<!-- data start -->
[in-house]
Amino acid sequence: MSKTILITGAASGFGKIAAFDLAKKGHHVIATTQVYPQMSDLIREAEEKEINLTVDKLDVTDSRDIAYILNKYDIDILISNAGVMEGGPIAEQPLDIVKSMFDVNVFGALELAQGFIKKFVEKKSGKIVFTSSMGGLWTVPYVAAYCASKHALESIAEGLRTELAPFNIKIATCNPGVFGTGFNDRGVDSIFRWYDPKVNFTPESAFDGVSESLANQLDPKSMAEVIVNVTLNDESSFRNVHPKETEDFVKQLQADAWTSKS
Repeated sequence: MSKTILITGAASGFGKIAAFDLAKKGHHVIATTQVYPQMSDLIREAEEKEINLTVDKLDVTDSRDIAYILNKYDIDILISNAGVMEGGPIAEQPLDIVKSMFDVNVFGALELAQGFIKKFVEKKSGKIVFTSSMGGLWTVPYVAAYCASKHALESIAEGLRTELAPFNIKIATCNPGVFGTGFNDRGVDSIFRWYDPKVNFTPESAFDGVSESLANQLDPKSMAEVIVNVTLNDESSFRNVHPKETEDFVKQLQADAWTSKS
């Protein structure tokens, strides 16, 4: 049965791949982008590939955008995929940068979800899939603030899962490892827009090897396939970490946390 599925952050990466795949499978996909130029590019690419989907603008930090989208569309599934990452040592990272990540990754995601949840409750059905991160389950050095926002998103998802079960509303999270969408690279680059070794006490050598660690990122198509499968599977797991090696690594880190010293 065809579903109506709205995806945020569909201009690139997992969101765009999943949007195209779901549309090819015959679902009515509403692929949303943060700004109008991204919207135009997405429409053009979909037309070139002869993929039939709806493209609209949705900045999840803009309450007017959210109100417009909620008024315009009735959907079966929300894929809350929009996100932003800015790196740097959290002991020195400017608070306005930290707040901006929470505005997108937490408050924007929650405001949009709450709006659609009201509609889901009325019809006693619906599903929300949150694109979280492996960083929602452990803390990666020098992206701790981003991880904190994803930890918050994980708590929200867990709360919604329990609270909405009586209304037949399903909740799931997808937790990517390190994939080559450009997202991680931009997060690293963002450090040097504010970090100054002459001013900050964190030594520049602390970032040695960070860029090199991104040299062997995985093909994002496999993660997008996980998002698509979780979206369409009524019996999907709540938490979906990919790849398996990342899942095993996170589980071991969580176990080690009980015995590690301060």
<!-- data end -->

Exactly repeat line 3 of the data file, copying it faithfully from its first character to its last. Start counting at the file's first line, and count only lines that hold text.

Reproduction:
Repeated sequence: MSKTILITGAASGFGKIAAFDLAKKGHHVIATTQVYPQMSDLIREAEEKEINLTVDKLDVTDSRDIAYILNKYDIDILISNAGVMEGGPIAEQPLDIVKSMFDVNVFGALELAQGFIKKFVEKKSGKIVFTSSMGGLWTVPYVAAYCASKHALESIAEGLRTELAPFNIKIATCNPGVFGTGFNDRGVDSIFRWYDPKVNFTPESAFDGVSESLANQLDPKSMAEVIVNVTLNDESSFRNVHPKETEDFVKQLQADAWTSKS